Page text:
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Unformatted text preview: Environmental Justice, Cumulative Environmental R isk, and Health Among Low- and M iddle-Income Children in Upstate New York Gary W. Evans, PhD, and Lyscha A. Marcynyszyn, MA Environmental risks are not randomly distrib- uted in the population; instead, they are in- versely correlated to income.' Economically disadvantaged children live in noisier^ and more crowded homes'' and are exposed to more environmental toxins' than their middle-income counterparts. Housing quality is also inversely related to income.'*'^ Ethnic minorities also suffer disproportionate envi- ronment£il risk,^ and a fev/ studies reveal no income-environmental quality link.' Al- though poor children are substcintially more likely to confront singular environmental risks in their immediate environments, exposure to cumulative environmental risks may be a par- ticularly important and unstudied aspect of environmental justice and health. If the ecol- ogy of childhood poverty is characterized by the confluence of environmental risks, exami- nation of the health consequences of singular risks may underestimate the true environ- mental risk profile of low-income children. We examined how exposure to residential crowding, interior noise levels, and housing problems, singularly and in combination, re- lated to chronic physiological stress in a sam- ple of low- and middle-income children in rural upstate New York. METHODS Participants The income-to-needs ratio is a per capita index, adjusted annually for costs of living; a ratio equal to or less than 1 is the US Census Bureau's definition of poverty. One hundred fourteen third- throughfifth-grade children (mean age=9.1 years, SD= 1.10, 52% male) in this study lived in poverty (mean income-to- needs ratio=0.81). One hundred two third- throughfifth-grade middle-income (mean income-to-needs ratio=2.79) children (mean age=9.2 years, SD= 1.08, 52% male) also participated in the study. Sixty percent of the low-income sample lived with a single parent Objectives. We documented inequitable, cumulative environmental risk expo- sure and health between predominantly White low-income and middle-income children residing in rural areas in upstate New York. Methods. Cross-sectional data for 216 third- through fifth-grade children in- cluded overnight urinary neuroendocrine levels, noise levels, residential crowd- ing (people/room), and housing quality. Results. After control for income, maternal education, family structure, age, and gender, cumulative environmental risk exposure (0-3) (risk > 1 SD above the mean for each singular risk factor [0,1 ]) was substantially greater for low-income children. Cumulative environmental risk was positively correlated with elevated overnight epinephrine, norepinephrine, and cortisol in the low-income sample but not in the middle-income sample....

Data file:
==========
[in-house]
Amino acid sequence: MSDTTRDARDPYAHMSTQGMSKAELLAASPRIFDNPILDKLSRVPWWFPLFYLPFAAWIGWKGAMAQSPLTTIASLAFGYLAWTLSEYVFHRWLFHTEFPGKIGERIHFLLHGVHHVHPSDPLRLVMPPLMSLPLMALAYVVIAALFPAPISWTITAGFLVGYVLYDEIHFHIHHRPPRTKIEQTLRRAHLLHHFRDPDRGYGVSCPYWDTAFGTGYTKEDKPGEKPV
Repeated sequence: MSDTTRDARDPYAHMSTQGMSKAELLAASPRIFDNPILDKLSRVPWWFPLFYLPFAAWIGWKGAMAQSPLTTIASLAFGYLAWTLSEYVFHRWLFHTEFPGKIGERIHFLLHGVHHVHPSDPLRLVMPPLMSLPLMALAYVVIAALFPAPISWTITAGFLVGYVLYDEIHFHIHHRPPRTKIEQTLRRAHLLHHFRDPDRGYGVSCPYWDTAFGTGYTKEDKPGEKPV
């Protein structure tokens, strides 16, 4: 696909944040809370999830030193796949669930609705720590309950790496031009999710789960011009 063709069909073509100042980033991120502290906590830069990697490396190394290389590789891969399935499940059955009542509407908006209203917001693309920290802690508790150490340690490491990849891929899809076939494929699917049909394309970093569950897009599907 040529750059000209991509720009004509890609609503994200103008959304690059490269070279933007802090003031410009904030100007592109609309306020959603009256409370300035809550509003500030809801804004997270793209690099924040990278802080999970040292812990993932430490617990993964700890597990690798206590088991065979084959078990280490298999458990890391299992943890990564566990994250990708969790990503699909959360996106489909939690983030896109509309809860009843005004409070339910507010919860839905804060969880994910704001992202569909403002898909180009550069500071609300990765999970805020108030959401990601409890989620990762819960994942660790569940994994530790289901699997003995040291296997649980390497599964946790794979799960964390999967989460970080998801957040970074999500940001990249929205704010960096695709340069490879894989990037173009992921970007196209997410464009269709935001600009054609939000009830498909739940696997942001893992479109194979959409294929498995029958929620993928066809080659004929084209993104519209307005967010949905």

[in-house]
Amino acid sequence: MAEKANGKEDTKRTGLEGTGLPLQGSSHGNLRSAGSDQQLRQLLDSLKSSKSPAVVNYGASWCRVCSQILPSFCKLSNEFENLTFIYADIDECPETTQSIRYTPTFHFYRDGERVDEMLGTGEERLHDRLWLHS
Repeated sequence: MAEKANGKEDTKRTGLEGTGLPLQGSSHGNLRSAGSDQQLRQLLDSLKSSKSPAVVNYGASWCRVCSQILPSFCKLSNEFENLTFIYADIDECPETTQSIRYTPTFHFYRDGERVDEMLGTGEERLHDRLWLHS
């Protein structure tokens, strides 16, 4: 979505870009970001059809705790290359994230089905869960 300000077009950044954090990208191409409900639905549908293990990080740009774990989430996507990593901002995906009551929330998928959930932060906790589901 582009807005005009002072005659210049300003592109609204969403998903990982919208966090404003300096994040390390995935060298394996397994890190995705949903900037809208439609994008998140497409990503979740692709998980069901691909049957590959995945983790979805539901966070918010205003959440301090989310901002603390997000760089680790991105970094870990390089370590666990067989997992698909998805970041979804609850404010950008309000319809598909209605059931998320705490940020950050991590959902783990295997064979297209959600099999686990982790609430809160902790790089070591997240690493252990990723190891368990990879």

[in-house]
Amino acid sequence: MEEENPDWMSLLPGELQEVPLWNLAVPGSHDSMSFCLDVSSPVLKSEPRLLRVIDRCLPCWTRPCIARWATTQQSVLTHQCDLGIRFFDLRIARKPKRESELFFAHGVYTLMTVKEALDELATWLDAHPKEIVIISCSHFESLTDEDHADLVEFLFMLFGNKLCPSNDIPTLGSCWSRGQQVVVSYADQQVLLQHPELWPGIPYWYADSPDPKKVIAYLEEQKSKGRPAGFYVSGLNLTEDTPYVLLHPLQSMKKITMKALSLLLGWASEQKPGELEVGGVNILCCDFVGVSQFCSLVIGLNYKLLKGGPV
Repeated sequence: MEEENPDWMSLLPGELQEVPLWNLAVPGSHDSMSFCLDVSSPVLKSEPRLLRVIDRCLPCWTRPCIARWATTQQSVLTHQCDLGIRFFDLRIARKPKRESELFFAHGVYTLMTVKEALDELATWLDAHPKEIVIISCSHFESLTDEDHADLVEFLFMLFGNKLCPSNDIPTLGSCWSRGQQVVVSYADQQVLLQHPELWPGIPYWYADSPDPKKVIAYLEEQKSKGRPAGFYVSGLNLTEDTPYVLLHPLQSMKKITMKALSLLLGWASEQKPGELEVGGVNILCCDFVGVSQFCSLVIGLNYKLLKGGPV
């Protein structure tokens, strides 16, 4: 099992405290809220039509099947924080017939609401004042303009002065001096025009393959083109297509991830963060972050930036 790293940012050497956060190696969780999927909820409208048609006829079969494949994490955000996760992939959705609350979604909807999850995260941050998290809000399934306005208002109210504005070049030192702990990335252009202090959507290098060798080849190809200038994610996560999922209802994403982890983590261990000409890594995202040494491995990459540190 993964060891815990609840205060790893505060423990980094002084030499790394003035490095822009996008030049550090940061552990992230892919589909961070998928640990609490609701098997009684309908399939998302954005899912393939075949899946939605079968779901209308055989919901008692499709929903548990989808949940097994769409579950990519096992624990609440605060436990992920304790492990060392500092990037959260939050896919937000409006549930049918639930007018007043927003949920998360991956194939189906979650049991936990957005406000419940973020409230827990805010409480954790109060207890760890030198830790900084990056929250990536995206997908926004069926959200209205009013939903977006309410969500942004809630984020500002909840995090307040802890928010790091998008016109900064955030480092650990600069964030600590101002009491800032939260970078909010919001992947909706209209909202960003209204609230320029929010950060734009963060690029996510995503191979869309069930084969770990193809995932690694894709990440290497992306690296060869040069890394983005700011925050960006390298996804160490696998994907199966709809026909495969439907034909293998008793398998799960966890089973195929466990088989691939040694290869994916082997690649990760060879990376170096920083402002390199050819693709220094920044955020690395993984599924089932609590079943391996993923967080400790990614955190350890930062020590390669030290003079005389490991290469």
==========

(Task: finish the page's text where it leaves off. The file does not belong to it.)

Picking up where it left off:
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This note was uploaded on 11/29/2010 for the course DEA 4010 at Cornell.